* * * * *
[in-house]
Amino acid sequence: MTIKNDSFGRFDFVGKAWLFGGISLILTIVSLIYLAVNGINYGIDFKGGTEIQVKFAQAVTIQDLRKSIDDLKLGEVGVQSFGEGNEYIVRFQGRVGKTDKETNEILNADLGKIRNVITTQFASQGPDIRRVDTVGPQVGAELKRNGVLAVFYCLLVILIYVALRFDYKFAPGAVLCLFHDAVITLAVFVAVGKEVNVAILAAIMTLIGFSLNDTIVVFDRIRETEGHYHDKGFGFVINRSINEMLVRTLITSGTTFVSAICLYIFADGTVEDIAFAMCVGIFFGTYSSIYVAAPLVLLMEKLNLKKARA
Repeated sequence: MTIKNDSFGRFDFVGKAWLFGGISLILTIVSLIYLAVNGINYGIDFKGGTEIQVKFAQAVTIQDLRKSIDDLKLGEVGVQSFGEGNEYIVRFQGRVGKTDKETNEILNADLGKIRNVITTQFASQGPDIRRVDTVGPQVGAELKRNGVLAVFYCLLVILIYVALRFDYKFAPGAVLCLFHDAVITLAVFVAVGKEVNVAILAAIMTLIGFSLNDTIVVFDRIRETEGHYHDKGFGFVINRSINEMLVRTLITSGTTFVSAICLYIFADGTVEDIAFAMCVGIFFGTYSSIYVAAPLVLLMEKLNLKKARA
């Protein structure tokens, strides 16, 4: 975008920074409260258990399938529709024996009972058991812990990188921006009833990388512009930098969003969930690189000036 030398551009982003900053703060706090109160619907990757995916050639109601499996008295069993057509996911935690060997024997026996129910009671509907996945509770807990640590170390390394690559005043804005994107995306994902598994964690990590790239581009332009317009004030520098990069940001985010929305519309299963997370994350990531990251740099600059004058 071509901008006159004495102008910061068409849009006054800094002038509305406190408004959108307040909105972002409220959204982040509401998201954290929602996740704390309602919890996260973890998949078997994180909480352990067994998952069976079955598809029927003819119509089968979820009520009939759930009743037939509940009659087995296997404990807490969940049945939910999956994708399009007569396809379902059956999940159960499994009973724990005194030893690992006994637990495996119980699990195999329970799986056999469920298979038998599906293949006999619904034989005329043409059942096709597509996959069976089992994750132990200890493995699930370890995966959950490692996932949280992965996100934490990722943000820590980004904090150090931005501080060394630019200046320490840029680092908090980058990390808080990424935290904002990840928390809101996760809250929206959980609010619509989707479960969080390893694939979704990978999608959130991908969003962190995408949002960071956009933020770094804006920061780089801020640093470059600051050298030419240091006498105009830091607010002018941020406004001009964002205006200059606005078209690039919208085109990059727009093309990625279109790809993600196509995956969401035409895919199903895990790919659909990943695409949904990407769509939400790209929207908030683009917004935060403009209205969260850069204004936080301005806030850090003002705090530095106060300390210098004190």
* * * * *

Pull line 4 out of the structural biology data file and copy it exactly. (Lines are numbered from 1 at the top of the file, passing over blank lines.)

């Protein structure tokens, strides 16, 4: 975008920074409260258990399938529709024996009972058991812990990188921006009833990388512009930098969003969930690189000036 030398551009982003900053703060706090109160619907990757995916050639109601499996008295069993057509996911935690060997024997026996129910009671509907996945509770807990640590170390390394690559005043804005994107995306994902598994964690990590790239581009332009317009004030520098990069940001985010929305519309299963997370994350990531990251740099600059004058 071509901008006159004495102008910061068409849009006054800094002038509305406190408004959108307040909105972002409220959204982040509401998201954290929602996740704390309602919890996260973890998949078997994180909480352990067994998952069976079955598809029927003819119509089968979820009520009939759930009743037939509940009659087995296997404990807490969940049945939910999956994708399009007569396809379902059956999940159960499994009973724990005194030893690992006994637990495996119980699990195999329970799986056999469920298979038998599906293949006999619904034989005329043409059942096709597509996959069976089992994750132990200890493995699930370890995966959950490692996932949280992965996100934490990722943000820590980004904090150090931005501080060394630019200046320490840029680092908090980058990390808080990424935290904002990840928390809101996760809250929206959980609010619509989707479960969080390893694939979704990978999608959130991908969003962190995408949002960071956009933020770094804006920061780089801020640093470059600051050298030419240091006498105009830091607010002018941020406004001009964002205006200059606005078209690039919208085109990059727009093309990625279109790809993600196509995956969401035409895919199903895990790919659909990943695409949904990407769509939400790209929207908030683009917004935060403009209205969260850069204004936080301005806030850090003002705090530095106060300390210098004190």